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Australia : New Allied Health generalist graduate program aids rural needs.

Rural and remote health facilities are benefitting from a new Department of Health program designed to increase the number of Allied Health graduates working in regional areas.

Health Minister Lawrence Springborg said 11 new graduates in Allied Health professions had been allocated to rural and remote facilities under the Allied Health Rural Generalist Training program.

"Nine of these graduates already have taken up their places so far, with the remaining two in the process of recruitment to the positions at Longreach and Cooktown, Mr Springborg said.

The Minister said the positions were designed to provide new Allied Health graduates with on-the-job training and mentoring during the first year of their career, while also helping boost Allied Health services to rural and remote areas.

"We would hope that a period of time working in regional areas will open the new graduates eyes to the merits of a professional career in rural Queensland, he said.

The 11 new graduate positions also are being used to develop and trial a new training program that would fit Allied Health professionals with skills and experience more suited to working in regional and remote areas.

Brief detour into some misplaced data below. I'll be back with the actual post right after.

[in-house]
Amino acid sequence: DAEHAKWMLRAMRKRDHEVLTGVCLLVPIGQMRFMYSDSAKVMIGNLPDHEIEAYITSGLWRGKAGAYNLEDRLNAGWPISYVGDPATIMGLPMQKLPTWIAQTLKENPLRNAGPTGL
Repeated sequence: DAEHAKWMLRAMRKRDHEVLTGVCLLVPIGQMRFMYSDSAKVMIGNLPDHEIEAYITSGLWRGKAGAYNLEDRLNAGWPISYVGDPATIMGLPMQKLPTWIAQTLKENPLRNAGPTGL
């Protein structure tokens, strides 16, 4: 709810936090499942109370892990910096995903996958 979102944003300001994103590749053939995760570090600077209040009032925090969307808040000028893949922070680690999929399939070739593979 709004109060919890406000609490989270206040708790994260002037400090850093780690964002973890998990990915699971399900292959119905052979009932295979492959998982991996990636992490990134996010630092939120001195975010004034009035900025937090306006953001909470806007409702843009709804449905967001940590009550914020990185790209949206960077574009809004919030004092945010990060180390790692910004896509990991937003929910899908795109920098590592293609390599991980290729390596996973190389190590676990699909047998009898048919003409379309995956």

"In major provincial and metropolitan public health facilities, Allied Health professionals tend to sub-specialise, Mr Springborg said.

"A physiotherapist at a major provincial or metropolitan hospital, for example, may specialise in a particular area, such paediatric physiotherapy, or cancer care, or women s health, spinal and so on.

"Similarly, a pharmacist in a metropolitan area may sub-specialise in areas like cardiac, renal, oncology, etc.

"But an Allied Health professional working in the country has to have a grasp of how to deal with all the patient conditions they may come across within their individual professional areas.

"These 11 graduate positions, therefore, will be used to develop a new rural generalist training program for Allied Health professionals.

Mr Springborg said the successful graduates were placed into each of the 11 new positions for a period of 12 months, after which they would be replaced by a new cohort of graduates for a further year.

"During those 12 months, they will be able to build up their professional skills and practical experience, with particular focus on building those rural generalist skills that are more suitable to rural communities, he said.

"This will then stand them in good stead to apply for any available vacant Allied Health positions within Queensland Health or elsewhere once they complete their 12-month graduate placement.

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Publication:Mena Report
Date:Jun 6, 2014
Words:418
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